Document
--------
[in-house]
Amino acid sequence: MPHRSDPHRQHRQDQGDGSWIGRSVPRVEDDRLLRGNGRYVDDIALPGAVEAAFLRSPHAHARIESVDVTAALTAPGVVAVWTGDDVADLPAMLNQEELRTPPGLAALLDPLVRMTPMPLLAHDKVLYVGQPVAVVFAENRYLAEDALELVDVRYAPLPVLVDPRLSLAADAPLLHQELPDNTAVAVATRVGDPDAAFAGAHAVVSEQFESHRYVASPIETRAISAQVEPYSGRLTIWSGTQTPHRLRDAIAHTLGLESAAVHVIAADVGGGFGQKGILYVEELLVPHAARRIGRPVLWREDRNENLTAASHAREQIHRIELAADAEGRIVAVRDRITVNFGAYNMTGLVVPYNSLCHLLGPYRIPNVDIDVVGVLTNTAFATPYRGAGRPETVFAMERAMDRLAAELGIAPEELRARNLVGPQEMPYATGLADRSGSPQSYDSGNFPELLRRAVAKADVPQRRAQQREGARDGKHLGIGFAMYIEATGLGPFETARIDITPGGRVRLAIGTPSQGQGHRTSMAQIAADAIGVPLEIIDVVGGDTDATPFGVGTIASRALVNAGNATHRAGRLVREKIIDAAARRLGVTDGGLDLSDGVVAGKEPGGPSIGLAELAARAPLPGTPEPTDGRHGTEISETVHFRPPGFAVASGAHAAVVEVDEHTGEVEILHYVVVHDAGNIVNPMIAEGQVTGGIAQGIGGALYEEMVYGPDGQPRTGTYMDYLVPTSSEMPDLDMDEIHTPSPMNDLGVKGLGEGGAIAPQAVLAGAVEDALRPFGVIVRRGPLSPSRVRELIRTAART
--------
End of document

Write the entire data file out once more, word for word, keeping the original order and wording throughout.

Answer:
[in-house]
Amino acid sequence: MPHRSDPHRQHRQDQGDGSWIGRSVPRVEDDRLLRGNGRYVDDIALPGAVEAAFLRSPHAHARIESVDVTAALTAPGVVAVWTGDDVADLPAMLNQEELRTPPGLAALLDPLVRMTPMPLLAHDKVLYVGQPVAVVFAENRYLAEDALELVDVRYAPLPVLVDPRLSLAADAPLLHQELPDNTAVAVATRVGDPDAAFAGAHAVVSEQFESHRYVASPIETRAISAQVEPYSGRLTIWSGTQTPHRLRDAIAHTLGLESAAVHVIAADVGGGFGQKGILYVEELLVPHAARRIGRPVLWREDRNENLTAASHAREQIHRIELAADAEGRIVAVRDRITVNFGAYNMTGLVVPYNSLCHLLGPYRIPNVDIDVVGVLTNTAFATPYRGAGRPETVFAMERAMDRLAAELGIAPEELRARNLVGPQEMPYATGLADRSGSPQSYDSGNFPELLRRAVAKADVPQRRAQQREGARDGKHLGIGFAMYIEATGLGPFETARIDITPGGRVRLAIGTPSQGQGHRTSMAQIAADAIGVPLEIIDVVGGDTDATPFGVGTIASRALVNAGNATHRAGRLVREKIIDAAARRLGVTDGGLDLSDGVVAGKEPGGPSIGLAELAARAPLPGTPEPTDGRHGTEISETVHFRPPGFAVASGAHAAVVEVDEHTGEVEILHYVVVHDAGNIVNPMIAEGQVTGGIAQGIGGALYEEMVYGPDGQPRTGTYMDYLVPTSSEMPDLDMDEIHTPSPMNDLGVKGLGEGGAIAPQAVLAGAVEDALRPFGVIVRRGPLSPSRVRELIRTAART